People Dancing

I’ve been watching the Al Jazeera English livestream off and on this week to keep up with events in Egypt. At some point, SteelyKid came in while I had it on, saw shots of the cheering crowds from Tuesday, and said “People dancing!”

Sometime on Wednesday, she marched over to me, and demanded to watch a video. I asked what she wanted, and she said “People dancing!” At that point, though, the live video was of people throwing Molotov cocktails off a hotel roof onto protesters below. I didn’t think that was really appropriate toddler fare, so I showed her this instead:

Three-ish years later, that still gets me.

Despite some scary moments over the last couple of days, the pictures from Cairo right now are pretty positive, which is impressive and inspiring. I’m amazed at the people who have spent days in that square, defending themselves from rocks, bombs, and bullets. Every time it’s looked like things were headed to an awful conclusion, they’ve bounced back.

I hope they get what they want, without further bloodshed. I hope the final images from this episode are more heartwarming than anything in the clip above. In the meantime, if you need something that’s guaranteed to make you feel better about your fellow humans there’s always “people dancing.”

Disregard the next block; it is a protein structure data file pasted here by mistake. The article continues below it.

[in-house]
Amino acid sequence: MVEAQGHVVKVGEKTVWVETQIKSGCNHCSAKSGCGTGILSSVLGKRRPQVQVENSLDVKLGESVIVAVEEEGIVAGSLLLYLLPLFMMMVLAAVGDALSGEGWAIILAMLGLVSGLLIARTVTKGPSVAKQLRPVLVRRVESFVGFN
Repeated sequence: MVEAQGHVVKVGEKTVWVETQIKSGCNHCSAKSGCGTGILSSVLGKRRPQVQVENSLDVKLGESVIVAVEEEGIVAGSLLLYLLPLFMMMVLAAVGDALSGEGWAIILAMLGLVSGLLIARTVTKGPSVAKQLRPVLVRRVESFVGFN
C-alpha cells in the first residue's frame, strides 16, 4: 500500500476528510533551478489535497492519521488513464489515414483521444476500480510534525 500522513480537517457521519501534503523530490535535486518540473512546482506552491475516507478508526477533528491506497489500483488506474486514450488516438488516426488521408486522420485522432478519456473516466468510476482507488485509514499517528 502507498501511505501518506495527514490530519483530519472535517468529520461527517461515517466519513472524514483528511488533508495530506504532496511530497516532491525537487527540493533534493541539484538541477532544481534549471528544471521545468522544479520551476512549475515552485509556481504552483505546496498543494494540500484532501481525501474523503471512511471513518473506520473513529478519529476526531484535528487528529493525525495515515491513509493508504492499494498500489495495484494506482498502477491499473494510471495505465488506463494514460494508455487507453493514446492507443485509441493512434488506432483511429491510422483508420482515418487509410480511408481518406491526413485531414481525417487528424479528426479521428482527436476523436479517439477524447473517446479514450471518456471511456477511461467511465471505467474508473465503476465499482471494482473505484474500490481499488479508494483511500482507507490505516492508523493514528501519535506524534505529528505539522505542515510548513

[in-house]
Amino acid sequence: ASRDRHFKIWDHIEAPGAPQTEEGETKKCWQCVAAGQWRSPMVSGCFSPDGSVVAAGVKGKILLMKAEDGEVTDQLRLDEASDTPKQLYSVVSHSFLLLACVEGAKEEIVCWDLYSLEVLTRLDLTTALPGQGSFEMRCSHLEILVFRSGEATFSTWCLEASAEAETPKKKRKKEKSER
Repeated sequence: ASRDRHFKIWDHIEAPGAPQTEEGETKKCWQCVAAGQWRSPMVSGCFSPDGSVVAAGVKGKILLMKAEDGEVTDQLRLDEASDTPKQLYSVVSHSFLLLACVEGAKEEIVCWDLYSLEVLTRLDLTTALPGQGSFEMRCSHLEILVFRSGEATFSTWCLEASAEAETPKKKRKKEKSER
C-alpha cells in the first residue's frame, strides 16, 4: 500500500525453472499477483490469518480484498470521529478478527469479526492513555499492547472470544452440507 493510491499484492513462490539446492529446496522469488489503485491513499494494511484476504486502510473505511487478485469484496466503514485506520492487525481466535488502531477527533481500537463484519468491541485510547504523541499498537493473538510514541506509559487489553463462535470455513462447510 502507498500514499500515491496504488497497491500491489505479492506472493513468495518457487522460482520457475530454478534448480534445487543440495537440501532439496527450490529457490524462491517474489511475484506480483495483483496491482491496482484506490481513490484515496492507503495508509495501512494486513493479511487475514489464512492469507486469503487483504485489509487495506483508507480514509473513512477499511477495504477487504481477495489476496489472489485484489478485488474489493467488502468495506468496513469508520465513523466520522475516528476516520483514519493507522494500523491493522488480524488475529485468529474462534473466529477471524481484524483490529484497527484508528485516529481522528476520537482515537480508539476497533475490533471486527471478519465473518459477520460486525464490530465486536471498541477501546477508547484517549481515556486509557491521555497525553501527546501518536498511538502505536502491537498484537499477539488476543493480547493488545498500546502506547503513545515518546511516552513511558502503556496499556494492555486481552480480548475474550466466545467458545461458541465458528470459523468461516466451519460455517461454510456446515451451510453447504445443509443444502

Comments

  1. #1 Michael Nielsen
    February 4, 2011

    Quite aside from the video – which is wonderful – Ethan Zuckerman wrote a terrific blog piece about it:

    http://www.ethanzuckerman.com/blog/2008/07/03/a-goofy-dance-a-sweet-lullaby/

  2. #2 Eric Lund
    February 4, 2011

    At that point, though, the live video was of people throwing Molotov cocktails off a hotel roof onto protesters below. I didn’t think that was really appropriate toddler fare

    My parents would have agreed with you. I wasn’t allowed to watch TV news until my younger sister was about four. The first news item I remember involved Walter Cronkite referring to the newly reunified nation of Vietnam, which could have been no earlier than May 1975 (it might have been June or July). News is often unpleasant, especially with TV’s “if it bleeds, it leads” mentality.

    I hope there will soon be more dancing in the streets in Cairo (and in Sana’a, site of the still frame that comes up in the video–there have been anti-government protests there, too).